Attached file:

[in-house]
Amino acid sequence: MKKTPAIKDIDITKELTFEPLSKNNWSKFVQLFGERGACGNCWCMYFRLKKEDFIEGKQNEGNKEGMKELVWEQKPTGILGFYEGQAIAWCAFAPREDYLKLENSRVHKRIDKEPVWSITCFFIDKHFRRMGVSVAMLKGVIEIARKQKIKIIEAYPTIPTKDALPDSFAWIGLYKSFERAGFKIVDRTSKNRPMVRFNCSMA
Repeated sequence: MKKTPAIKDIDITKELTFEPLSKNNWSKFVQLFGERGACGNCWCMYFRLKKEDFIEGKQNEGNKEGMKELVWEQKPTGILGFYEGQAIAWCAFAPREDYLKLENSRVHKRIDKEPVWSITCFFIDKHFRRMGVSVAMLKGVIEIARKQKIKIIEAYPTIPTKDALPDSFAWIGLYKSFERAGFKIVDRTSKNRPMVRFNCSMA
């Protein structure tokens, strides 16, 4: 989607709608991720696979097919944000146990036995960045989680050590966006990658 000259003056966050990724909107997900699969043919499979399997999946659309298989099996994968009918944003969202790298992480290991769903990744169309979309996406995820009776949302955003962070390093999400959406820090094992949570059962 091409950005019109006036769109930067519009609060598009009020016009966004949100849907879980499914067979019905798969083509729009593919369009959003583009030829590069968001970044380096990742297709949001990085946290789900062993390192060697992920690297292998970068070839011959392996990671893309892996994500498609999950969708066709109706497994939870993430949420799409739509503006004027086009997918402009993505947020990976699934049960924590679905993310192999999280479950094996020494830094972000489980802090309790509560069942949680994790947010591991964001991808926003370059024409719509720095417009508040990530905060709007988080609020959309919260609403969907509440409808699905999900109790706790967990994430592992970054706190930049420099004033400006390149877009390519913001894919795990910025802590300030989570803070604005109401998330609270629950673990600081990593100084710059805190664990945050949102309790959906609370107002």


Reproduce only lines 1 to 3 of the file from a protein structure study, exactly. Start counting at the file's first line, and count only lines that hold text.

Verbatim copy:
[in-house]
Amino acid sequence: MKKTPAIKDIDITKELTFEPLSKNNWSKFVQLFGERGACGNCWCMYFRLKKEDFIEGKQNEGNKEGMKELVWEQKPTGILGFYEGQAIAWCAFAPREDYLKLENSRVHKRIDKEPVWSITCFFIDKHFRRMGVSVAMLKGVIEIARKQKIKIIEAYPTIPTKDALPDSFAWIGLYKSFERAGFKIVDRTSKNRPMVRFNCSMA
Repeated sequence: MKKTPAIKDIDITKELTFEPLSKNNWSKFVQLFGERGACGNCWCMYFRLKKEDFIEGKQNEGNKEGMKELVWEQKPTGILGFYEGQAIAWCAFAPREDYLKLENSRVHKRIDKEPVWSITCFFIDKHFRRMGVSVAMLKGVIEIARKQKIKIIEAYPTIPTKDALPDSFAWIGLYKSFERAGFKIVDRTSKNRPMVRFNCSMA